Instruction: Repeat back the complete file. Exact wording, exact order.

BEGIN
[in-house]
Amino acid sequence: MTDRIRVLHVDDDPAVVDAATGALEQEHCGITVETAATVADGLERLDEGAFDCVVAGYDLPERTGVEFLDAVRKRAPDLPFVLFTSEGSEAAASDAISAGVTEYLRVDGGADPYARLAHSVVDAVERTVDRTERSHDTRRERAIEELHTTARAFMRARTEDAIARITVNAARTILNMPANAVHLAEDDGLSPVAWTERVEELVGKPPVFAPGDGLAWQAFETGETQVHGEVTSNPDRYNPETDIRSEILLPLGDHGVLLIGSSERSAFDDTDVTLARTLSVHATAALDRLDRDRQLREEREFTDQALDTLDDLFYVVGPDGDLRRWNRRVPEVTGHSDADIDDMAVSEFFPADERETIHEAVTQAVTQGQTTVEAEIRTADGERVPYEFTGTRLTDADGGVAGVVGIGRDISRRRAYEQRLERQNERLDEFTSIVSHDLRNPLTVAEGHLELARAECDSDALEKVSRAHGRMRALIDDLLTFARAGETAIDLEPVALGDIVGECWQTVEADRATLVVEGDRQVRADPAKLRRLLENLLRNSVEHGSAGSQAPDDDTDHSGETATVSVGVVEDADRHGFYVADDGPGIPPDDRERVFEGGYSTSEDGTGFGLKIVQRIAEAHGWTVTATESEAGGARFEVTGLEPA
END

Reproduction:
[in-house]
Amino acid sequence: MTDRIRVLHVDDDPAVVDAATGALEQEHCGITVETAATVADGLERLDEGAFDCVVAGYDLPERTGVEFLDAVRKRAPDLPFVLFTSEGSEAAASDAISAGVTEYLRVDGGADPYARLAHSVVDAVERTVDRTERSHDTRRERAIEELHTTARAFMRARTEDAIARITVNAARTILNMPANAVHLAEDDGLSPVAWTERVEELVGKPPVFAPGDGLAWQAFETGETQVHGEVTSNPDRYNPETDIRSEILLPLGDHGVLLIGSSERSAFDDTDVTLARTLSVHATAALDRLDRDRQLREEREFTDQALDTLDDLFYVVGPDGDLRRWNRRVPEVTGHSDADIDDMAVSEFFPADERETIHEAVTQAVTQGQTTVEAEIRTADGERVPYEFTGTRLTDADGGVAGVVGIGRDISRRRAYEQRLERQNERLDEFTSIVSHDLRNPLTVAEGHLELARAECDSDALEKVSRAHGRMRALIDDLLTFARAGETAIDLEPVALGDIVGECWQTVEADRATLVVEGDRQVRADPAKLRRLLENLLRNSVEHGSAGSQAPDDDTDHSGETATVSVGVVEDADRHGFYVADDGPGIPPDDRERVFEGGYSTSEDGTGFGLKIVQRIAEAHGWTVTATESEAGGARFEVTGLEPA